Philadelphia City Councilmember Kenyatta Johnson has pleaded not guilty to participating in a quid-pro-quo scheme that allegedly swapped cash for political favors.
In a federal indictment unsealed Wednesday, prosecutors contend that a prominent nonprofit offered Dawn Chavous, Johnson’s wife, more than $60,000 in consulting work. In exchange, Johnson allegedly helped preserve the nonprofit’s ownership of several valuable pieces of real estate.
Chavous, who allegedly used the money to pay off her and Johnson’s mortgage, loan, and credit card debts, also pleaded not guilty Friday afternoon.
“I haven’t committed any crimes. I’m not going to commit any crimes,” said Chavous during her arraignment.
Johnson said nothing in court other than answering questions from the judge.
Both Chavous and Johnson were released on $15,000 unsecured bail.
Prosecutors say Johnson allegedly stepped in twice to help Universal hang onto real estate in his district, which covers parts of South and Southwest Philadelphia.
In 2000, Universal purchased the Royal Theater on South Street for nearly $300,000 with hopes of stabilizing and developing the historic property. But the organization was never able to make that happen, according to the indictment.
By 2012, the building was in a “dilapidated state” and in violation of several city ordinances. After failing to sell the property, Universal allegedly turned to Johnson for help. The councilmember later introduced spot zoning legislation that eventually enabled Universal to unload the theater for $3.7 million.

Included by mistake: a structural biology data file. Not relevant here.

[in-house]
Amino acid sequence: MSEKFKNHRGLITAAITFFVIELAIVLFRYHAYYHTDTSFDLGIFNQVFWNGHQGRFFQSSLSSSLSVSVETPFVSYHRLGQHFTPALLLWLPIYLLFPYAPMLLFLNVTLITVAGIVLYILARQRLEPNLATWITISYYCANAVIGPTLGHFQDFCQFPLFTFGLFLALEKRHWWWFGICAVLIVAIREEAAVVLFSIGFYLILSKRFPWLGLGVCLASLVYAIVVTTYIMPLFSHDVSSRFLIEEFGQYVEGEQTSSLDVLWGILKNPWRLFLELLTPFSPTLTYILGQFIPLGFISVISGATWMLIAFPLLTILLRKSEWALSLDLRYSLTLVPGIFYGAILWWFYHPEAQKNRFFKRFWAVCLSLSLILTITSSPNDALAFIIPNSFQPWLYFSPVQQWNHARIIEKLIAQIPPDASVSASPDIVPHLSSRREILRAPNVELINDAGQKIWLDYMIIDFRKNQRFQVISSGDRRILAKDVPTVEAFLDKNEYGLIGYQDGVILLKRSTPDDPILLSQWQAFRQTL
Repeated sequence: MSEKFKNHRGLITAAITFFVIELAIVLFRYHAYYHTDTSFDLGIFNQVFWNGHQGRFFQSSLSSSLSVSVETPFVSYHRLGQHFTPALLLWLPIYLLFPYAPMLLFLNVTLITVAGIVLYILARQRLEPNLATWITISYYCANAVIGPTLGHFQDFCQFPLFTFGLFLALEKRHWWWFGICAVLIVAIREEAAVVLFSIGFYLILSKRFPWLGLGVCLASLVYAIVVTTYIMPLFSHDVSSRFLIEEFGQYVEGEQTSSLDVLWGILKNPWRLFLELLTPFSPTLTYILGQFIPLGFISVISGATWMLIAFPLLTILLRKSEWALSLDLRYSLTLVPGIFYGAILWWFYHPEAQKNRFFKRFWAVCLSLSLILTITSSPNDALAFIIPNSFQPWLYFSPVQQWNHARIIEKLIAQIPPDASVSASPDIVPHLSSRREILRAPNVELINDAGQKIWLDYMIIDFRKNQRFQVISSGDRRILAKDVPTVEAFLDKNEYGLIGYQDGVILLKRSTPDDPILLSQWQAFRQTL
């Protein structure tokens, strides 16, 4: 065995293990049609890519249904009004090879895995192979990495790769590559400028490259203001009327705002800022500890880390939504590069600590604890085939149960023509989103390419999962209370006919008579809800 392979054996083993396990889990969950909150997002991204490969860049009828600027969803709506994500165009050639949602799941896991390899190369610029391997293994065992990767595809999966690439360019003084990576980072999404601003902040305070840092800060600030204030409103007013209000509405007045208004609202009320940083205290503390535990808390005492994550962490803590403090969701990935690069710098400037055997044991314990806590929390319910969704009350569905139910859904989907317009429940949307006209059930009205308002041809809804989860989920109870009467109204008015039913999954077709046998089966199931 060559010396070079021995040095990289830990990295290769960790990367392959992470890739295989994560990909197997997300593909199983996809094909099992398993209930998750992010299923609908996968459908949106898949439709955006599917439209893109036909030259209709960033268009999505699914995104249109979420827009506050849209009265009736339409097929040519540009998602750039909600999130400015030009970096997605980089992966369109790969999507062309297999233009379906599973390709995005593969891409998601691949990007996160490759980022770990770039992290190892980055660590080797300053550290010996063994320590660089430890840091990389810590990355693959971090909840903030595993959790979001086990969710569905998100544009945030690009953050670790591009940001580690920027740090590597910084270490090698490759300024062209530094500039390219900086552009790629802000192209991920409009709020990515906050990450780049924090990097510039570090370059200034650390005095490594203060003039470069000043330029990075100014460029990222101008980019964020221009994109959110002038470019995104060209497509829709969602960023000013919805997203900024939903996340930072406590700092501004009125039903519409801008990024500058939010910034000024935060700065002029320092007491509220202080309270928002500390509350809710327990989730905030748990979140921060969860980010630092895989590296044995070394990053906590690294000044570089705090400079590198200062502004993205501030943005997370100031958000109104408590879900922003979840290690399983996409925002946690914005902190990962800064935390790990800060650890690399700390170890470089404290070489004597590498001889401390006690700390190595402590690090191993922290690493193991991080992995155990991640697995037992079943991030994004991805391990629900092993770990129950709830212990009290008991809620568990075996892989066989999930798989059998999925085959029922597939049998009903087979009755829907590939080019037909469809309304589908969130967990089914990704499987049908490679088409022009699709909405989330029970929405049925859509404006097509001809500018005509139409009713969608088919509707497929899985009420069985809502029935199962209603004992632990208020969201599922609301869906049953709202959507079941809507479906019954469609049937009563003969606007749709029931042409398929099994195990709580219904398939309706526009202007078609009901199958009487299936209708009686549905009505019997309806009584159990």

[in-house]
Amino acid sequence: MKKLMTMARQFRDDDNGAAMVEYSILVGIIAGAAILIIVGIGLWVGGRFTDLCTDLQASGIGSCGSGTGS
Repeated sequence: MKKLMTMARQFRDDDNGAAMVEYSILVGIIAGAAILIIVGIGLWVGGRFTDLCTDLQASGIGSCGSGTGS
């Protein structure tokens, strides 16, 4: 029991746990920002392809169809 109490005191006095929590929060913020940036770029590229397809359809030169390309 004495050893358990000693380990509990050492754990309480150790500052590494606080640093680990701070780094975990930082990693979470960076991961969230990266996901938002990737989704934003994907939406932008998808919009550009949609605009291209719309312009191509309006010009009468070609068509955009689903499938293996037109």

In 2005, Universal purchased properties on the 1300 block of Bainbridge Street from the city for a redevelopment plan that would bring more than 100 single-family units to the land.
The price tag: $3.
Under the deal, construction was supposed to be completed in 18 months, but a decade later, nothing happened, leading the city to trigger a reversion clause that allowed it to clawback the land.
The indictment alleges that Johnson didn’t back the city as part of the quid-pro-quo scheme. Johnson’s support, while not legally necessary for the city to reclaim the land, had a “chilling effect” on the plan because of councilmanic prerogative, a Philadelphia tradition that gives councilmembers considerable decision-making power when it comes to real estate developments in their district.
As of 2015, the properties were valued between $2.6 million and $3.5 million.
The 22-count indictment also charges Universal Companies’ former CEO Abdur Rahim Islam and former CFO Shahied Dawan. They have both pleaded not guilty of paying off Johnson. They also pleaded not guilty of stealing nearly $500,000 from Universal, for themselves in the form of fraudulent bonuses, and in service of a separate bribery scheme tied to the organization’s expansion of its charter school operations to Wisconsin.
Former Milwaukee Public School Board President Michael Bonds was convicted last May of taking $18,000 in bribes from Universal executives for work on the expansion.
Islam was released on $100,000 secured bail, for which he had to put up a property in the Olney neighborhood of the city.
Jonson and Chavous each face two charges of fraud that carry a maximum sentence of 40 years in prison and $500,000 fines, among other penalties.
Islam and Dawan each face a statutory maximum of 285 to 300 years in prison and some $4 million in fines.